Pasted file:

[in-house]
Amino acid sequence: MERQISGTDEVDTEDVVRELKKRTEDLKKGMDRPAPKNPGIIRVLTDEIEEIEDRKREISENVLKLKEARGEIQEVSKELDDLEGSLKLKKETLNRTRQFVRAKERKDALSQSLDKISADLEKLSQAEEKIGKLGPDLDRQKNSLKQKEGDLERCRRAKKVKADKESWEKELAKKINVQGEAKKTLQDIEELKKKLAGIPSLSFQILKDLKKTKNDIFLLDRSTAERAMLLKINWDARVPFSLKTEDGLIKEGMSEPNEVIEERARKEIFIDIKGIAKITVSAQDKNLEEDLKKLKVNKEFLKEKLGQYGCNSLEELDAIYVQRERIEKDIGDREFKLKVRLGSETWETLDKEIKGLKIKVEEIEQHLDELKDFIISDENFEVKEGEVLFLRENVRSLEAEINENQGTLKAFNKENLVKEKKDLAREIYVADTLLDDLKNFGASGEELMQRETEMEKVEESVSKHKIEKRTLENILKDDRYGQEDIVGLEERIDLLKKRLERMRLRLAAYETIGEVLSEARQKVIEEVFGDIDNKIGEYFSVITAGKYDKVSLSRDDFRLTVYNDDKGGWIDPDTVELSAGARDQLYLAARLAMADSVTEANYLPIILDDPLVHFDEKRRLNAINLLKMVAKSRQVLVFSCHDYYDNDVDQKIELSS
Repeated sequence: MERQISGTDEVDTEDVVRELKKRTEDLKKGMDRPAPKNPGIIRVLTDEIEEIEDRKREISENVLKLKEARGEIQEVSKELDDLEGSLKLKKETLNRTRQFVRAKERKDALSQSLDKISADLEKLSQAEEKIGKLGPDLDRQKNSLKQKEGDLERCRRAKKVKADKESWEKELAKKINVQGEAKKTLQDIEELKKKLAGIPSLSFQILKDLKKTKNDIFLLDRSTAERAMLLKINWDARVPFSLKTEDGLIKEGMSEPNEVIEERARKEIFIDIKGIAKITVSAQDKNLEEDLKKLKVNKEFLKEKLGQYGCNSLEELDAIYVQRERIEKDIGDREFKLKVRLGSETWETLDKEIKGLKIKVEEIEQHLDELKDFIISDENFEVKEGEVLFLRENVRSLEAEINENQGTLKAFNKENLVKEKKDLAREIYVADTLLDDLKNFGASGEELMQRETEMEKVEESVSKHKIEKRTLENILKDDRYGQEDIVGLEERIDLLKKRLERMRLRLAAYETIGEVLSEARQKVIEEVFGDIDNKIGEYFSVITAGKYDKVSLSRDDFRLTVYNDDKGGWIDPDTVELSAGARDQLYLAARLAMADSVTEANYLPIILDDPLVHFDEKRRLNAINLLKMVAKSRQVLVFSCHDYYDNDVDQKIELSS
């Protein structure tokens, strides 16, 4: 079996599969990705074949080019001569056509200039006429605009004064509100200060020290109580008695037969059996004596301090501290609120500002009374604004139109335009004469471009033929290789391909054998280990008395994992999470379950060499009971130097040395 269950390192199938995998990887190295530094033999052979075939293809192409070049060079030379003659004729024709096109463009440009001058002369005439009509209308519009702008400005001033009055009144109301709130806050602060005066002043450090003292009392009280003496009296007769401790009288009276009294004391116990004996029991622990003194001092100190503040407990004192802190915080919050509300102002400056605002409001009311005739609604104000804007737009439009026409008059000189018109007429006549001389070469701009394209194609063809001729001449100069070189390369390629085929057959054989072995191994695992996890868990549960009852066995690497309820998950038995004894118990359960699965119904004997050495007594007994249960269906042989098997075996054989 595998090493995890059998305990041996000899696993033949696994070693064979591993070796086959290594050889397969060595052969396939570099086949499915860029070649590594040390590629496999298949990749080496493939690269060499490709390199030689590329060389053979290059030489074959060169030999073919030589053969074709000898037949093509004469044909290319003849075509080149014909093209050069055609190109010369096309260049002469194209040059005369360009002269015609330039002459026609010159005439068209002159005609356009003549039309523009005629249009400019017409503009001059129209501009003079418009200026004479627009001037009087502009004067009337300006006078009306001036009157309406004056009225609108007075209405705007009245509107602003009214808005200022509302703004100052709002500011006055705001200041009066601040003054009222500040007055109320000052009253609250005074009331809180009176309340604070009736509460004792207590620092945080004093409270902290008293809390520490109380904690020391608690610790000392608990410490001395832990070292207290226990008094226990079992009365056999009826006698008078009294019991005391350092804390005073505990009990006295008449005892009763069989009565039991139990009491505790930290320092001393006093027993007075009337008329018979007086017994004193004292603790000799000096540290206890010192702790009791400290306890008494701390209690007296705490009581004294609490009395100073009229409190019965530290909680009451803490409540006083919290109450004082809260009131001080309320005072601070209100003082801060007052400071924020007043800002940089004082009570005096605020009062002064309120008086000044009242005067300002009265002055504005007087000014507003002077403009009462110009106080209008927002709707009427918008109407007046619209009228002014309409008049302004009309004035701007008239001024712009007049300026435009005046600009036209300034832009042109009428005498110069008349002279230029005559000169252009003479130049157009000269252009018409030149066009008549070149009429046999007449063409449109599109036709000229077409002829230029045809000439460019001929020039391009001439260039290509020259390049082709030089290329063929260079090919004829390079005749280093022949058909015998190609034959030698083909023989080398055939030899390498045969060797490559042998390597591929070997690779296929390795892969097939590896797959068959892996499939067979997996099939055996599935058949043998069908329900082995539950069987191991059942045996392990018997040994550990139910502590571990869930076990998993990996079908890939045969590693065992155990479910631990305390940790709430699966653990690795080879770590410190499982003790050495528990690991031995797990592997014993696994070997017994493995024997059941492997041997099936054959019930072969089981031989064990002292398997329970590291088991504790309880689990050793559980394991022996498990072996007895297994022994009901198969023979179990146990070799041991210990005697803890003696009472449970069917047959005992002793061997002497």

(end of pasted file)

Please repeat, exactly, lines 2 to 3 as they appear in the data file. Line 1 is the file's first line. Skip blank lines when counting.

Amino acid sequence: MERQISGTDEVDTEDVVRELKKRTEDLKKGMDRPAPKNPGIIRVLTDEIEEIEDRKREISENVLKLKEARGEIQEVSKELDDLEGSLKLKKETLNRTRQFVRAKERKDALSQSLDKISADLEKLSQAEEKIGKLGPDLDRQKNSLKQKEGDLERCRRAKKVKADKESWEKELAKKINVQGEAKKTLQDIEELKKKLAGIPSLSFQILKDLKKTKNDIFLLDRSTAERAMLLKINWDARVPFSLKTEDGLIKEGMSEPNEVIEERARKEIFIDIKGIAKITVSAQDKNLEEDLKKLKVNKEFLKEKLGQYGCNSLEELDAIYVQRERIEKDIGDREFKLKVRLGSETWETLDKEIKGLKIKVEEIEQHLDELKDFIISDENFEVKEGEVLFLRENVRSLEAEINENQGTLKAFNKENLVKEKKDLAREIYVADTLLDDLKNFGASGEELMQRETEMEKVEESVSKHKIEKRTLENILKDDRYGQEDIVGLEERIDLLKKRLERMRLRLAAYETIGEVLSEARQKVIEEVFGDIDNKIGEYFSVITAGKYDKVSLSRDDFRLTVYNDDKGGWIDPDTVELSAGARDQLYLAARLAMADSVTEANYLPIILDDPLVHFDEKRRLNAINLLKMVAKSRQVLVFSCHDYYDNDVDQKIELSS
Repeated sequence: MERQISGTDEVDTEDVVRELKKRTEDLKKGMDRPAPKNPGIIRVLTDEIEEIEDRKREISENVLKLKEARGEIQEVSKELDDLEGSLKLKKETLNRTRQFVRAKERKDALSQSLDKISADLEKLSQAEEKIGKLGPDLDRQKNSLKQKEGDLERCRRAKKVKADKESWEKELAKKINVQGEAKKTLQDIEELKKKLAGIPSLSFQILKDLKKTKNDIFLLDRSTAERAMLLKINWDARVPFSLKTEDGLIKEGMSEPNEVIEERARKEIFIDIKGIAKITVSAQDKNLEEDLKKLKVNKEFLKEKLGQYGCNSLEELDAIYVQRERIEKDIGDREFKLKVRLGSETWETLDKEIKGLKIKVEEIEQHLDELKDFIISDENFEVKEGEVLFLRENVRSLEAEINENQGTLKAFNKENLVKEKKDLAREIYVADTLLDDLKNFGASGEELMQRETEMEKVEESVSKHKIEKRTLENILKDDRYGQEDIVGLEERIDLLKKRLERMRLRLAAYETIGEVLSEARQKVIEEVFGDIDNKIGEYFSVITAGKYDKVSLSRDDFRLTVYNDDKGGWIDPDTVELSAGARDQLYLAARLAMADSVTEANYLPIILDDPLVHFDEKRRLNAINLLKMVAKSRQVLVFSCHDYYDNDVDQKIELSS